Even after calibration, it took a two more tries to get the labels just right. The next round cut almost all the way through but was stuck at the corners, so I increased the cut pressure slightly, which seemed to do the trick. You want the blade to cut through the vinyl cleanly, while leaving the paper backing intact.

peeling back a corner of the adhesive vinyl to check if it cut all the way through

Once all the excess vinyl was weeded out, I used transfer tape to pick up all the letters and stick them on the drawers.

applying adhesive vinyl labels to drawer fronts

I love how the labels turned out! This will make it so much easier to track down supplies for a laser cutter project, especially that important fire extinguisher!

xTool M1 cabinet with labels

Final Verdict

I'm really happy with the xTool M1, and I have lots of project ideas that I'll be sharing with you soon! Here are my final thoughts on the product, and whether it's worth buying.


I've wanted a laser cutter for a long time, but the high price always held me back. But you can usually find the basic M1 on sale for around $1,000, compared to the current pricing of $5,000 for the Glowforge.

Combine that with the $400-500 price tag for a Cricut or Silhouette, and the price is even more appealing! If you're short on space, combining a laser cutter and blade cutter in one machine is a great way to enjoy your crafting hobby without taking over an entire room.

Ease of Use

I was surprised by how easy it was to get the laser cutter up and running. I had my first project completed within an hour of setting it up without any issues. I've watched videos of people trying to set up 3D printers or CNC machines, and it can take forever to calibrate everything. The xTool M1 was basically plug and play!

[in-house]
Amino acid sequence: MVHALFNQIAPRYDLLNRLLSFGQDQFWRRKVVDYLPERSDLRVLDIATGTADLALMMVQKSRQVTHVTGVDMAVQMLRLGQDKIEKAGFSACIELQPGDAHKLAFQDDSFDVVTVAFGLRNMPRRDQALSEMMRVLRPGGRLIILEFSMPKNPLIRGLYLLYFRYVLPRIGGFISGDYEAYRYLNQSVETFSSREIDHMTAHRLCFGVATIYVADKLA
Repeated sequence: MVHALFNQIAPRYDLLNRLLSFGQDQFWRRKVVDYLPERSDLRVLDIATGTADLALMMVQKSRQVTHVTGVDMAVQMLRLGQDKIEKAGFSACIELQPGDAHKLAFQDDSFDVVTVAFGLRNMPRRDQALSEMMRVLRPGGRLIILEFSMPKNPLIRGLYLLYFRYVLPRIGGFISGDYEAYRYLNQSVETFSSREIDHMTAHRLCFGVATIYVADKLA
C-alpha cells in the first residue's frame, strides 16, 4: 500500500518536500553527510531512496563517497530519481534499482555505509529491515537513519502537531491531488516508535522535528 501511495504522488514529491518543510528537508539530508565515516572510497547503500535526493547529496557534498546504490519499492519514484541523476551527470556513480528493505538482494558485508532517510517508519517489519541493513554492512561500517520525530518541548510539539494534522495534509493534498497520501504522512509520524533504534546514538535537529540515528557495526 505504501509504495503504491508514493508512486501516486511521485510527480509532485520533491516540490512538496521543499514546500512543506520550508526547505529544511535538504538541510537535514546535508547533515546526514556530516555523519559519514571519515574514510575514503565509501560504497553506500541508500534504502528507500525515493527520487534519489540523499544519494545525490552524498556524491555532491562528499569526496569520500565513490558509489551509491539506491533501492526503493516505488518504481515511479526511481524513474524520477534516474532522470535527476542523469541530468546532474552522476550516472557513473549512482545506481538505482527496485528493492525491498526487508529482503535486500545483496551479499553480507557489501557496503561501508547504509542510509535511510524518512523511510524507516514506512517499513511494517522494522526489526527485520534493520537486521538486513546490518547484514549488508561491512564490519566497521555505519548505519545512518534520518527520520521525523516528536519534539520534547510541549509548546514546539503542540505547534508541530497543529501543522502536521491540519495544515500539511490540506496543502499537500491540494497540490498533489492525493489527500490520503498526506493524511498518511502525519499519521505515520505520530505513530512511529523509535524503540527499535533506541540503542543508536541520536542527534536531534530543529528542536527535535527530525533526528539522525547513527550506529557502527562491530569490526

The blade cutter was a little more fiddly, but worked fine once the settings were dialed in. I haven't tested out the engraving function on metal yet, but I'm excited to make my own custom tumblers with the rotary tool!

Cut Quality

I was really impressed with the cut quality of the laser, especially with air assist on. The presets for various materials took all the guesswork out of laser cutting, so you don't waste a lot of material. The recommended settings for 3mm plywood were spot on!

If you're an avid Cricut or Silhouette user who sells products, you may want to hold onto your machine for now. There were a few spots on the letters that weren't quite as crisp as I would like, although that may be fixed by switching to a 60 degree blade. It also took longer to cut, so if you're cranking out a lot of product for sale, it may slow you down.

But if you don't have a cutting tool and were thinking of getting one in addition to a laser cutter, the M1 is a great choice! Since I only used mine occasionally, I'll be selling it to save space and stick with this combo machine for all my cutting projects.

If you're looking to make crafts with various materials as a hobby or even a small business, the xTool M1 can tackle a lot of jobs all in one box! I'm really excited to make more projects with this amazing tool!

Do you have a laser cutter (or are thinking of getting one)? I'd love to hear about what kinds of projects you like to make with it in the comments below!